A Film Fest That Minds Its Seas 'n' Bees
By Lavanya Ramanathan
Like a boon in these dark financial times, the Environmental Film Festival arrives this week for its 17th year with 100-odd screenings at several major venues -- most of which are free. This year the theme is "oceans and sealife," which means stunning underwater scenes on the big screen. Some picks from the free offerings:
-- Tuesday's pre-festival warm-up is "Sharkwater," filmmaker Rob Stewart's exploration of the giant fish and the vicious poaching market that has sprung up around them. Downside: it's being shown on a weekday morning, and you'll be sharing a theater with lots of schoolchildren. 10 a.m. Tuesday. Warner Theatre, 13th and E streets NW. For reservations, e-mail email@example.com or call 202-342-2564.
-- If you're so beyond "green" that you've been living off the grid, perhaps you aren't aware that honeybees are vanishing -- straight up abandoning their hives and their babies and disappearing. "Return of the Honeybee," is a fascinating work-in-progress that looks at the mysterious occurrence called colony collapse disorder. The grabber is the dejected beekeepers, whose families have worked with bees for generations and who blame themselves for their losses. Häagen-Dazs hosts a pre-movie reception at 7 with ice cream. No reservations required. 7:30 p.m. Wednesday. Carnegie Institution for Science, Elihu Root Auditorium, 1530 P St. NW.
-- You could very well camp out at the National Museum of Natural History for five hours next Sunday for the screenings that include kid-friendly, engrossing "Cuttlefish: The Brainy Bunch" at noon and the lovely-to-look-at-but-dry "Secrets of the Reef" at 2:15. No reservations required for either film. Screenings run noon-5 p.m. March 15. Baird Auditorium, 10th Street and Constitution Avenue NW.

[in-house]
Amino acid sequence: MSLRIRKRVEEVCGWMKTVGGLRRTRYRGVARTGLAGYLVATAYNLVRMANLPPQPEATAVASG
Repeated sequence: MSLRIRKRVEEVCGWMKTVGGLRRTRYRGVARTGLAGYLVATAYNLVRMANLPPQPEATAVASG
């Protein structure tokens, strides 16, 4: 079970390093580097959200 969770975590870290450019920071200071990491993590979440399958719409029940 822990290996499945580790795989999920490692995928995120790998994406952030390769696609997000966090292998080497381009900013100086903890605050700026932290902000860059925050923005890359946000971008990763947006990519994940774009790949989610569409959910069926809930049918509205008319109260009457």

We can't be everywhere. So we're enlisting artists, galleristas, DJs, VJs and like minds to tell us what they've got on their calendars.
Jayme McLellan is the founder and director of Civilian Art Projects, a two-year-old Penn Quarter art gallery that also is home to an eclectic set of events that have included a record fair, discussion about Darfur, concerts, even a puppet show.
So what does this former English major have on her radar? As you'd expect, the picks are, well, eclectic.
-- For downtime, McLellan likes Mondays at the U Street bar Local 16. The roots-reggae event, with DJ Kalani Tifford, is for service-industry folks who don't get out much on Friday and Saturday nights. "This night was invented by Local 16 manager Brigitte Anders-Kraus, a great friend and huge supporter of the arts in D.C.," says McLellan. Free. 21 and older only. 1602 U St. NW. 202-265-2828.
-- McLellan is eager to catch sociologist Sarah Thornton talk Tuesday about her critically acclaimed set of essays, "Seven Days in the Art World," a witty take on the "scene" built around the arts. "I think it's interesting that she's a sociologist and that she studies the social interactions of the contemporary art world." $20; members, $18. 6:30 p.m. Tuesday. Corcoran Gallery of Art, 500 17th St. NW. 202-639-1770 or get tickets at http:/
-- Marnie Stern at DC9 on Wednesday. "She basically sings really fast and complicated lyrics over incessant guitar soloing -- almost like 'Master of Puppets'-era Metallica, backed by either an iPod or a real band. . . . I last saw her play a festival in Gowanus, Brooklyn, and the kids went crazy," says McLellan. "She's one to watch." $12. Show at 8 p.m. Wednesday. DC9 1940 Ninth St. NW 202-483-5000 or http:/
Concert Bettye Lavette
This "forgotten" Detroit soul singer first came on the scene in the 1960s, with contemporaries such as Aretha Franklin. But she was mired by record-label problems that held her back as others won fame. LaVette kept on trucking, and she hit a career high this January when she performed at the concert for President Obama with the likes of Beyoncé and Bruce Springsteen. Now you can see her legendary live show in a more intimate venue; she plays at the 9:30 club tomorrow. $25. Doors at 7 p.m. 815 V St. NW. 202-265-0930, 800-955-5566 or http:/
Concert Channeling Ella
With The Bso
The Baltimore Symphony Orchestra is joined by singer Patti Austin at Strathmore on Thursday for a program paying homage to scat-bebop queen Ella Fitzgerald. $25-$80. 8 p.m. Thursday. Music Center at Strathmore, 5301 Tuckerman Lane, North Bethesda. For tickets and details for each of the shows, 877-276-1444 or http:/